Table 2. Contribution scores for the cleaning ability of pigments and linear correlation coefficients between the antimicrobial activity and citrus oil components.

The Antimicrobial Activities of Citrus EOs

Preliminary screening of the antimicrobial activities of undiluted citrus EOs was performed using disc diffusion assays with filter paper discs 0.6 cm in diameter (Figure 6). Significant differences (p < 0.05) were observed among the 12 citrus EO samples in their antimicrobial activities against a gram-positive bacterium (S. aureus ATCC 22004), gram-negative bacteria (E. coli ATCC 43888, V. parahaemolyticus ATCC 17802, S. typhi ATCC 14028, and P. aeruginosa ATCC 27853), and fungi (C. albicans CMCC [F] 98001). The data in Table 3 shows that grapefruit and lemon oils had inhibitory effects on four kinds of microbes, namely S. aureus, E. coli, V. parahaemolyticus, and C. albicans, whereas mandarin and sweet orange oils only inhibited V. parahaemolyticus. None of the tested oils inhibited S. typhi or P. aeruginosa. These results suggest that the antimicrobial activity of citrus EOs is strain-dependent and not determined by the Gram characteristics of the bacteria. Grapefruit oil had the strongest inhibitory effects against those bacteria except V. parahaemolyticus. For V. parahaemolyticus, the order of inhibition ability was lemon oil > grapefruit oil > mandarin oil > sweet orange oil. In addition, Fraction 2 samples consistently outperformed Fraction 1 samples and crude EOs in terms of antimicrobial activity. Not surprisingly, the minimum inhibitory concentration (MIC) results were generally consistent with those of disc diffusion assays. However, MIC analyses indicated that grapefruit oil was more effective against V. parahaemolyticus than lemon oil, whereas sweet orange oil exhibited the lowest antimicrobial activity.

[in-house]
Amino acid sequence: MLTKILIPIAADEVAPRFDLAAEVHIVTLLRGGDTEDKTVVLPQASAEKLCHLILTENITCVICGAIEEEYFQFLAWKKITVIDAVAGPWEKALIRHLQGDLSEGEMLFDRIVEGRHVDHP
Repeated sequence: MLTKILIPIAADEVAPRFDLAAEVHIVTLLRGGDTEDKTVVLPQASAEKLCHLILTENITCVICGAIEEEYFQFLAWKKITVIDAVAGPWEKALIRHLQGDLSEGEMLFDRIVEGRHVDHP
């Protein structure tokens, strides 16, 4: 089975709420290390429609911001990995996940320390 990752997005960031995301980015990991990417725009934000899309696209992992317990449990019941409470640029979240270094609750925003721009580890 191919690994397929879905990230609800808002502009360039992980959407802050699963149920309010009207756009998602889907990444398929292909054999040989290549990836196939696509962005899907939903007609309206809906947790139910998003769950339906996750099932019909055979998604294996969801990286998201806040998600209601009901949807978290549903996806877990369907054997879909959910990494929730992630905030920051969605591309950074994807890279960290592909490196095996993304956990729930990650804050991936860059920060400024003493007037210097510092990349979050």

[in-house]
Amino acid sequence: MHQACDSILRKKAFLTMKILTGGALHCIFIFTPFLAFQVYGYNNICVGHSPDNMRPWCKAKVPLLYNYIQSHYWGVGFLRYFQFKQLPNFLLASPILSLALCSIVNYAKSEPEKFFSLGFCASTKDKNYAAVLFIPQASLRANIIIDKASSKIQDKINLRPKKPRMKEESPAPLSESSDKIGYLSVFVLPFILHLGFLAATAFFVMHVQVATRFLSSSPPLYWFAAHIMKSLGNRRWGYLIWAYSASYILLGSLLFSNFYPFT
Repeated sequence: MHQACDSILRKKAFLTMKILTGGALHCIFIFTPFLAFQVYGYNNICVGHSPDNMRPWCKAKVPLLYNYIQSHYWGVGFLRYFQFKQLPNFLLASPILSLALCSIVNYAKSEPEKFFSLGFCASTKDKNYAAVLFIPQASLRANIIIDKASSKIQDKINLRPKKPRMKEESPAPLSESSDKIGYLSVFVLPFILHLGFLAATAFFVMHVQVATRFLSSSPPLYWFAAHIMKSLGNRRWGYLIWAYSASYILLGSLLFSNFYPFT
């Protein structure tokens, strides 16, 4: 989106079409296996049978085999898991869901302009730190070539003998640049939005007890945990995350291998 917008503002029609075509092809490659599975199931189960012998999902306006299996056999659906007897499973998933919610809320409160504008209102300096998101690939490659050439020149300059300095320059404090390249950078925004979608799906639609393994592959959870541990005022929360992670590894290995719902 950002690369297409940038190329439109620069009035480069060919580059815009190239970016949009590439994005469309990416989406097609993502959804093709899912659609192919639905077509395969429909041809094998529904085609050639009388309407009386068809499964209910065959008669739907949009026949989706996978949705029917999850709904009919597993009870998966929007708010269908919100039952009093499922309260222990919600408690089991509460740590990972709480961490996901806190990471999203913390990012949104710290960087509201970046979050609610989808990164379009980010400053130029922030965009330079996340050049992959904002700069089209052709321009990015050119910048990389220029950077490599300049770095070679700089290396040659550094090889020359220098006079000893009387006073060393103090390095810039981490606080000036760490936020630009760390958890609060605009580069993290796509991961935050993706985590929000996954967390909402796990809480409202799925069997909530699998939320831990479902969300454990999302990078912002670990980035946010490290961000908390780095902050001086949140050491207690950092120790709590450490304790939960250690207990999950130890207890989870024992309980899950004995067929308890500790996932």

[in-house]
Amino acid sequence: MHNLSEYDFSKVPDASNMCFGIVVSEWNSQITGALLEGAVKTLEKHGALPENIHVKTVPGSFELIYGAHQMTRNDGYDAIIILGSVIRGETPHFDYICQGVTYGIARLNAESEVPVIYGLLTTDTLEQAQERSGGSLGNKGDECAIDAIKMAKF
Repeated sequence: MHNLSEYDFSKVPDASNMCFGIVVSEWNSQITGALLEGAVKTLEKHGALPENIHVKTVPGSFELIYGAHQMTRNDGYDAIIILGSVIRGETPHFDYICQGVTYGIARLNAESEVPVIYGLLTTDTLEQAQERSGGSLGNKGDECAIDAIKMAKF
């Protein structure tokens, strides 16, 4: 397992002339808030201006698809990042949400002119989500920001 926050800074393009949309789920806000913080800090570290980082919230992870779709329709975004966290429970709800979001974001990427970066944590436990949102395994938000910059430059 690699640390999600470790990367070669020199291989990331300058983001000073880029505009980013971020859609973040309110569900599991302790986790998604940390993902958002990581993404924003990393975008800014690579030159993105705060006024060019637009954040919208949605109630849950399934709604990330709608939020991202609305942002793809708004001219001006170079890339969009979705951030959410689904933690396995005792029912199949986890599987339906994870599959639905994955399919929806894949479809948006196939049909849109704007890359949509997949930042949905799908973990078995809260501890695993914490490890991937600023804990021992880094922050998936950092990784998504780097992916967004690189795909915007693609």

Figure 6. The inhibition effects of citrus EOs against S. aureus, E. coli, V. parrahaemolyticus, and C. albicans (SOC, sweet orange crude oil; SOF1, fraction 1 of sweet orange oil; SOF2, fraction 2 of sweet orange oil; GFC, grapefruit crude oil; GFF1, fraction 1 of grapefruit oil; GFF2, fraction 2 of grapefruit oil; MAC, mandarin crude oil; MAF1, fraction 1 of mandarin oil; MAF2, fraction 2 of mandarin oil; LEC, lemon crude oil; LEF1, fraction 1 of lemon oil; LEF2, fraction 2 of lemon oil; PM, positive medicine).


Table 3. The inhibition zone diameters and minimum inhibitory concentrations of citrus EOs against Staphylococcus aureus, Escherichia coli, Vibrio parahaemolyticus, and Candida albicans.